For live and premium content, sign up for our email newsletter and we'll send reports directly to your inbox

Sign Up Now!

Let’s face it – if you fish a lot and you are either married or involved with one person, it gets hard now and then to justify another fishing trip to a remote spot where there is absolutely nothing for spouses or partners to do. Casa Blanca fishing lodge in the Yucatan comes to mind, as do any number of Alaska lodges.

The bored-spouse syndrome, as I call this problem, is an important factor I think in the phenomenal success of a place like Pelican Bay Bone-fishing on Grand Bahama Island. Though some major changes may be underway there, this relatively new place is fully booked at this writing and even wait-listed during parts of the upcoming season. Based in a resort hotel in downtown Freeport, where everything from golf to gambling is nearby, Pelican Bay Bonefishing is a near-perfect spouse-payback place. You (the angler) can do what you want and your spouse can do what she (or he) wants during the day. At night, you can link up for dinner on the town and a stroll down the waterfront.

Enter Walker’s Cay Hotel and Marina in the northern Bahamas. I visited this resort last month with the idea that it might prove to be another spouse-payback spot, albeit one with limited and maybe mediocre bonefishing. Well, scratch that notion. The bonefishing I blundered into was nothing short of phenomenal. If repeatable (and only time will tell if that is so), the fishing is worth exploring on its own, forget spouse-pleasing amenities. More on that in a moment….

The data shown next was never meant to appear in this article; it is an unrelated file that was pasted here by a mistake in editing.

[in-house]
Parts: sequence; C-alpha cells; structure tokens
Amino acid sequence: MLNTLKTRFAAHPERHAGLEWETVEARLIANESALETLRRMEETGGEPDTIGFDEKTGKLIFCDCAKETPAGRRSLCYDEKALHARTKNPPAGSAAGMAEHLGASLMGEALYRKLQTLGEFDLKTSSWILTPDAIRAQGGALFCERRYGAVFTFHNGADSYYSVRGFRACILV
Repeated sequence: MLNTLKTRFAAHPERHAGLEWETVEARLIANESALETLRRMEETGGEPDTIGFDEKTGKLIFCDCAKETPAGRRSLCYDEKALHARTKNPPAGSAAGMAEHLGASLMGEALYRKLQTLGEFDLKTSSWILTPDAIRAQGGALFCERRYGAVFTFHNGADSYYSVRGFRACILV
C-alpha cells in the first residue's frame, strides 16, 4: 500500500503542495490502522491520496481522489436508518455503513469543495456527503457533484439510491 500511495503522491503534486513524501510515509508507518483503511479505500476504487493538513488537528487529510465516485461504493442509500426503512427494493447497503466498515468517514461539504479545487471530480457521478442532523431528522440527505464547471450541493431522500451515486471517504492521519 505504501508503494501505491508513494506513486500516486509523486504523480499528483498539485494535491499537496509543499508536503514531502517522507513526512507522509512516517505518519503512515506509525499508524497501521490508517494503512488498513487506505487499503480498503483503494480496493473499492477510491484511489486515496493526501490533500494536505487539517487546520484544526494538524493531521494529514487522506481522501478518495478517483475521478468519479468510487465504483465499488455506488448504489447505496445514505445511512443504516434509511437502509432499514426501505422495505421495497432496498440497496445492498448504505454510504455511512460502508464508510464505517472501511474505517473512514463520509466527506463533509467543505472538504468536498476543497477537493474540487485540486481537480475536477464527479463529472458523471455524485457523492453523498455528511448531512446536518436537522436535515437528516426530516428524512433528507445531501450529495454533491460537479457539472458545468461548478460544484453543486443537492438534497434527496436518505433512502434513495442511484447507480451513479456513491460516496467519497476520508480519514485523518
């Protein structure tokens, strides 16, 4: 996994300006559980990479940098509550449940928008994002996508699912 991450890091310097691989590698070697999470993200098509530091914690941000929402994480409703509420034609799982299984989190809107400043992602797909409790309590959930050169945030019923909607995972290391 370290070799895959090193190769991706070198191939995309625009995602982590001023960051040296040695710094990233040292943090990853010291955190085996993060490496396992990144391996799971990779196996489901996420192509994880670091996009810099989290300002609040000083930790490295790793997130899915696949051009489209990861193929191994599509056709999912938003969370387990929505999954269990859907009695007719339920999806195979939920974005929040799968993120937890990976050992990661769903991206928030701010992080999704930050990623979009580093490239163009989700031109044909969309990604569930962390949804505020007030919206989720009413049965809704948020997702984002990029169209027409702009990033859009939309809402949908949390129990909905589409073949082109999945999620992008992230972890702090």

Anyone who watches fishing programs on television knows Walker’s Cay because it lends its name to the saltwater fishing series, Walker’s Cay Chronicles. Images of the resort appear prominently at the beginning and end of each segment. Big boats and leaping bluewater fish are the dominant motif, and with good reason because such fishing is what makes the place famous. Walker’s Cay is host to a number of important billfishing tournaments, including one that is said to be the largest private such affair in the world. Not surprisingly with all this traffic, Walker’s Cay says it accounts for more IGFA bluewater records than any other resort in the world.

The 100-acre island resort was developed by Robert Abplanalp, perhaps best known as a friend to former President Richard Nixon, who used to be a frequent visitor. Abplanalp made his money by developing the valve mechanism that is used in all aerosol sprays and his company, Precision Valve, owns Walker’s Cay, real estate and all. Amenities on the island include dockage for 70 boats, two swimming pools (one freshwater and one salt water), two restaurants, two bars, three gift shops and all the paraphernalia to play volleyball, table tennis, horseshoes and more. Swings and such things for kids abound – as do kids themselves. Walker’s also has a diving program that is famous among the underwater set. Its claim to fame is its Shark Rodeo, which sees divers swimming among scores of sharks, concentrated around the boat by use of a "chumsicle" – an oversized chum block frozen in the shape of a giant popsicle.

You get the picture. Walker’s is indeed a place where you can bring your spouse and kids, the only drawback being the somewhat remote location of the beach. It’s about a mile from the resort center and you either have to walk or schedule transportation by golf cart, which takes some of the spontaneity out of the experience. Also, the tennis court, which I personally hoped to enjoy, was all but unplayable. Don’t even bother to bring a racket unless the court surface is completely upgraded.